By: TG Browning

On my third trip to New Orleans I took the time to rent a car to drive completely around Lake Ponchartrain, the brackish lake that sits north of the city. There are parks along the shore and numerous sail boats, but they all seem to avoid one particular area on the Northeast part of the lake. There, the state road veers away from the lake for ten miles or so and it's only by guess and good luck that one can find the old road that still exists, near the lake. In the pine woods there, one finds a dark fog in early mornings in autumn that creeps away from the shore to invest those homes too close to the lake.

Many are for sale.

I had considered moving to New Orleans before entering the Café of the Yellow Court but after that, I knew I could never be relaxed and safe in the city itself. I considered Algiers across the Mississippi but the prices were too high and it was only after the night clerk at my hotel, the Prince Conti, that I began to consider something around Lake Ponchartrain.

She told me a number of places were available after Hurricane Katrina and it sounded like a shrewd way to save money and achieve my goal—a home where I could pursue my studies well away from Innsmouth and Arkham. Too many in Massachusetts knew of them and that was dangerous now. Too many suspected the truths I have discovered.

I saw house after house as I drove Widdershins around the lake, all shaded and encircled by tall pines and low shrubs that I didn't recognize. I soon realized that realtors had given up on selling many of the places because the vast majority of signs were "For Sale, by Owner". In point of fact, I only saw two signs for Century 21 and ReMax.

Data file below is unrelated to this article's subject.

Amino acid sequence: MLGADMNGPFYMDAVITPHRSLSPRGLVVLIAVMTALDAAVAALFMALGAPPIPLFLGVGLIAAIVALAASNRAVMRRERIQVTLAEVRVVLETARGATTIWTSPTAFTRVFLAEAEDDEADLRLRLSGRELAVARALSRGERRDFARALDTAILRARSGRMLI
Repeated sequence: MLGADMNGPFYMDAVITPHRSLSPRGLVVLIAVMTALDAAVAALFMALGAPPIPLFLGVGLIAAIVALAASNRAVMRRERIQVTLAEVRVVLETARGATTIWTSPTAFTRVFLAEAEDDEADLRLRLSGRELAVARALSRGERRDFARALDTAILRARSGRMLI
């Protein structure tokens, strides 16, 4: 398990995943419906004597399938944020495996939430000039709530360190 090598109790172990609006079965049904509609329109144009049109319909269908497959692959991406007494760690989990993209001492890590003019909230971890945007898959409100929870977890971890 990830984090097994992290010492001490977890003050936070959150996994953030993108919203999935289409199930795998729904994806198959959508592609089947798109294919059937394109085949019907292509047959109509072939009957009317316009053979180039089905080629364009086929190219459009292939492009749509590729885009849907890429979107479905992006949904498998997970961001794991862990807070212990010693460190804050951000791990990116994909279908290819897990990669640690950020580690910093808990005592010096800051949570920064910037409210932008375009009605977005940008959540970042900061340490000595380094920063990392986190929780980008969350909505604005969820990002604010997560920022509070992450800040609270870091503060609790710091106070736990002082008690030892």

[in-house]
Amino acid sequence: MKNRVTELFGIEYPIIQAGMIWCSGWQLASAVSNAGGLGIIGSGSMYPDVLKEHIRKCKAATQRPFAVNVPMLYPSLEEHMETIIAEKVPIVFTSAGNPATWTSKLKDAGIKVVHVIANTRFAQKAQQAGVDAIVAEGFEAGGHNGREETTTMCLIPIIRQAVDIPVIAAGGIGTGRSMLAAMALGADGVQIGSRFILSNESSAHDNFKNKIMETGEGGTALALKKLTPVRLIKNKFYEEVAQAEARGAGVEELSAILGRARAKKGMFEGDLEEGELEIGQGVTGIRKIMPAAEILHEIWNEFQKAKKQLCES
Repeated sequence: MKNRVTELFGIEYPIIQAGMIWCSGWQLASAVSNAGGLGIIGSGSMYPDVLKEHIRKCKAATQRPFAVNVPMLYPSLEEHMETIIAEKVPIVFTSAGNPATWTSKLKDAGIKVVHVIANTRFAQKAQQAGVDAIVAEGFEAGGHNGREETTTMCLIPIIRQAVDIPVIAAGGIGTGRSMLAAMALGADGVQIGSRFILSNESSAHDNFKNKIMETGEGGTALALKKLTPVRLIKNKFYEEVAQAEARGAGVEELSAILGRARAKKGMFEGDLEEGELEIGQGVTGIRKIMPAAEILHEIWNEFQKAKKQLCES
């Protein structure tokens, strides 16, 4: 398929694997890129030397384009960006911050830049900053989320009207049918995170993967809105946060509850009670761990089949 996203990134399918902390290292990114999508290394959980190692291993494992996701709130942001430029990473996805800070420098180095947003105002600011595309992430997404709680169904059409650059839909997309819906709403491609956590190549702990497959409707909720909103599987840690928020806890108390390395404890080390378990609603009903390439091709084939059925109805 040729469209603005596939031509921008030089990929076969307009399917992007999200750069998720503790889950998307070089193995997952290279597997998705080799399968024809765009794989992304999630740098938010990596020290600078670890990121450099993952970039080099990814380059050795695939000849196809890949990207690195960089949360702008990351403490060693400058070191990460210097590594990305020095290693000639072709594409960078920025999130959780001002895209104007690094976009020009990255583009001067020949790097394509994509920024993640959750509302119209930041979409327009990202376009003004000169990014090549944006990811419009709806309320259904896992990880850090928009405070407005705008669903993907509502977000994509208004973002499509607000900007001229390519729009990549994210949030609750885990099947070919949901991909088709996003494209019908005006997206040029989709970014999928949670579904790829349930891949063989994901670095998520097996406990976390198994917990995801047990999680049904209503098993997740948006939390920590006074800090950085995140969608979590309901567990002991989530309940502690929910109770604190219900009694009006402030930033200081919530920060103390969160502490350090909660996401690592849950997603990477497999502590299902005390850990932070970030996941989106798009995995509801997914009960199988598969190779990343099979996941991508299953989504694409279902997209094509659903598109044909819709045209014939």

It was about 2 o'clock when I rambled up to strange house with three out building that made no sense to me. The house itself was a modified A–Frame with the roof ending perhaps three feet above the ground. There was a small building away from the front door, adjoining the driveway, that could only have been used as a shelter for someone who was stationed there, a watchman perhaps, or as a shelter for children waiting for a school bus.

I disabused myself of that notion almost immediately.

There was a miasma about the entire place that reeked of terrible secrets and frustrated purpose. No, no children had ever used that small building for anything. No parent would have been so irresponsible, dense and uncaring as to subject children to what I could plainly feel.

The second outbuilding was, of all things, a small mill, with the old, old fashion–type sails one only sees in Greece or the Balkans. Tattered they were, plainly from the damage done to the region by Hurricane Katrina. One could sense that no living man had been in that mill since then. The damned thing about it was that it was built for small people. A miller would have to have been no taller than four feet to feel comfortable and do proper work in that mill.

I parked my car and checked the third outbuilding. This had been a tool shop/barn sort of building and again, it was three–quarter scale. Windows were broken on the front and I glanced inside, unable to see much. I had my smart phone with me so I turned on the flashlight setting and began to examine the interior.

"Interested in buying, are you?" The voice had the curious lilt and softness of Louisiana and the bayou. I confess I jumped at the unexpected words and whirled around, shaken.

The man was elderly, perhaps in his late 70s, with only a wisp here and there of white hair over his ears. Black, black eyes and a cruel, sardonic mouth dominated the face and I took a deep breath.

Would that I had not. The stench around the man was offensive to a degree impossible to relate—unless one had been subjected to it before.

I had. In the Café of the Yellow Court. I knew what it meant. And my life dangled from a thread as I well knew. If this man knew who I was, knew of my research, I would never return my rental car, or checkout of my hotel.